Chad? What's out there? Endless brutal desert, camels and wild nomadic people right? Only crazy travellers go there. So I went. And then there is Zakouma; a most unexpected and spectacular wildlife bonanza!
The safari season at Zakouma in Chad is between December and end April; the dry conditions and low water levels in the floodplains and rivers are like magnets for multitudes of game and birds. However, every so often a unique opportunity arises, one too good to turn down.
I was invited by African Parks to spend 7 weeks at Zakouma in the middle of the wet season during October and November. Conditions in the reserve at this time are daunting as all of the roads are submerged and getting around is almost impossible. The Salamat River and tributaries are navigable by boat or canoe, and only some of the floodplain systems are accessible by canoe and muddy amphibious walks. Zakouma, outside the safari calendar, is a secretive and mysterious place that very few explorer guides access. No-one could answer a multitude of questions … What of the road conditions? How much water is there? Where do the animals move? What new birds are there? How viable is it to run safaris at this time of year? And perhaps the most intriguing of all: what is like to spend some good old quality time on the ground during the secret season?
The mould-breaking chance to explore all of this is certainly not lost on me, and it has been a huge privilege. I believe it is fundamentally important to understand the heartbeat and culture of a reserve; its moods, its seasons, it rhythms, its challenges. To discover the area and its wildlife from vantage points not normally possible. To spend time with people on the ground and understand their lives and livelihoods. Perhaps only then, as a safari guide, may it possible to say that you know a place.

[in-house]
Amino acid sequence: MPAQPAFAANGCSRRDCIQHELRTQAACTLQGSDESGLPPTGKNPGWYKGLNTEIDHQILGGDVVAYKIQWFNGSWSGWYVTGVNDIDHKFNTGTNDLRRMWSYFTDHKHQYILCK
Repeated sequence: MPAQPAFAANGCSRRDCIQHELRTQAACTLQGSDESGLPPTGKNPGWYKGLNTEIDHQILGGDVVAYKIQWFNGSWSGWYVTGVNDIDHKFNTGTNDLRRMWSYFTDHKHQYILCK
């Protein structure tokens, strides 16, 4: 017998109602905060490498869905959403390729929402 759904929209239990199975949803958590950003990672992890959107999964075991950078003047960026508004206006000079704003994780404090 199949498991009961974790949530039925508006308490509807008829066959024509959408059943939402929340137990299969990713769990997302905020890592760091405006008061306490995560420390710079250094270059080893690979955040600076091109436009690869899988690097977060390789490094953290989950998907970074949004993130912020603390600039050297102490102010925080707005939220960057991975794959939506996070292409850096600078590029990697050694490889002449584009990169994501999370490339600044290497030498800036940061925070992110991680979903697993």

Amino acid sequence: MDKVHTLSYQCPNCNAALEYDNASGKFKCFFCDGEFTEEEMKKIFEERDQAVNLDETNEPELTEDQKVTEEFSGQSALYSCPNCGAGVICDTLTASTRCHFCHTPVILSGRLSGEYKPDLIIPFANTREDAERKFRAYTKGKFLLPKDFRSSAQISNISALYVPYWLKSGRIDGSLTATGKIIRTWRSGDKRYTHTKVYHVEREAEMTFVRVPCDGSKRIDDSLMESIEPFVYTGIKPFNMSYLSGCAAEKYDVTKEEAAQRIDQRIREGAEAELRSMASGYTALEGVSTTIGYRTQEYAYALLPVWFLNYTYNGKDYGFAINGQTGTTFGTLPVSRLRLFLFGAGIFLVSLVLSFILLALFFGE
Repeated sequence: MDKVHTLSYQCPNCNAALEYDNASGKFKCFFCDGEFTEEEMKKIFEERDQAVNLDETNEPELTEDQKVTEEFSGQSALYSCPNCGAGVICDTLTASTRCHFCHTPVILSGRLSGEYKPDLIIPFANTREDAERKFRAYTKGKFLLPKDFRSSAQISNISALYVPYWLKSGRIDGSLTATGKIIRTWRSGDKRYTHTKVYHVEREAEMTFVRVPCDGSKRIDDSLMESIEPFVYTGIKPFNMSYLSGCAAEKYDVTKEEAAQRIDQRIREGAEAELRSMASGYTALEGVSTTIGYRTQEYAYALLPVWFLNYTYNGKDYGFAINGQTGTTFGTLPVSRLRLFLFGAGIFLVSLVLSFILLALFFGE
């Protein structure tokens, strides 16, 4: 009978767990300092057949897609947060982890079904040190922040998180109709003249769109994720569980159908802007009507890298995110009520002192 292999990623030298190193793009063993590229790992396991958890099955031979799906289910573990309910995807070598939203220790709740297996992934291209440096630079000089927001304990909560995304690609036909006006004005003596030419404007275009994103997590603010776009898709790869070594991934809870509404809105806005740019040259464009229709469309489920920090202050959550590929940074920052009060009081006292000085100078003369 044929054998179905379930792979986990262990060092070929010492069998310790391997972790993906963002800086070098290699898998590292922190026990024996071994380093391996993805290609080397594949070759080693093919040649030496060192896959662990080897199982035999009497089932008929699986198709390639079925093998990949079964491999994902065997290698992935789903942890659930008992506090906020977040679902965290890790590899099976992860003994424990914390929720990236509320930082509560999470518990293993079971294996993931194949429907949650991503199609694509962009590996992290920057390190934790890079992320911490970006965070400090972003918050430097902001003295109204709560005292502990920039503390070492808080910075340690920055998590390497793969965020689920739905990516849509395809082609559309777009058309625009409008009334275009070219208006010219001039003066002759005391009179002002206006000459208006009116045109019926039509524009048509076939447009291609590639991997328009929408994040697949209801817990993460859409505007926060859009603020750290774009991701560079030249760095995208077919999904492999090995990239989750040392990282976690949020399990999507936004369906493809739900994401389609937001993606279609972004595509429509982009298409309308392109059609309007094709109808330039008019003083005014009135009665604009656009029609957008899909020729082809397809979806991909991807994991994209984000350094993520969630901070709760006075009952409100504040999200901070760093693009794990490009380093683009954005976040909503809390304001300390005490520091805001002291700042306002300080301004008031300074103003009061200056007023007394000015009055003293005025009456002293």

My mission at Zakouma was twofold.
Firstly, to explore the possibility of a wet season safari product and its limitations. To scout for suitable fly-camp locations that are accessible by boat or canoe, and what the walking conditions are like. For certain, the roads here in the wet are unnavigable as most of the terrain is a sea of swamp and mud. To figure out how to track the great Zakouma elephant herd of 300 on foot for example. Game viewing is challenging but we located elephant, Central African savannah buffalo, lion, Defassa waterbuck, Buffon's kob and herds of Kordofan giraffe. Birdlife is as spectacular as ever with amongst others black crowned crane, northern carmine bee-eaters, stone partridge and Egyptian plover on the list. Also on the radar is to work out the possibility of multi-day canoe expeditions down the hippo-less waters Salamat River, which is absolutely stunning. For me, Zakouma under the most optimal conditions, is considered as a safari beyond the frontier. But the wet season is even further from the edge. Logistically doable, but certainly challenging due to the waterlogged ground, re-supply limitations, the possibility of rain, and the guarantee of industrial amounts of mosquitos. It's an intrepid explorer’s dream, so count me in!
Secondly, I am designing and leading a guide training course on behalf of the Tinga Camp, Camp Nomade and the community guides. There is no guiding qualification structure in Chad so my mission is to create one. It's another privilege to be asked by African Parks at Zakouma, and it’s never been formally done before. There is a group of guys, almost all from Islamic communities on board, and only two speak any English. Another boundary to navigate. So, relying on my good friend, excellent lead Camp Nomade guide Steve Gao as a translator and advisor. What have I discovered so far? That the warmth, humility, passion and enthusiasm of these people makes them all super-qualified. Guiding standards in the industry is a huge topic, but I believe you just can’t top good old fashioned human being-ness as a foundation. To think that this country was once considered as the “dark heart of Africa.”
I am leading two privately guided dry-season safaris to Zakouma in April 2021 and limited space is available. If a trip beyond the frontier sounds appealing, please feel free to make contact for more information.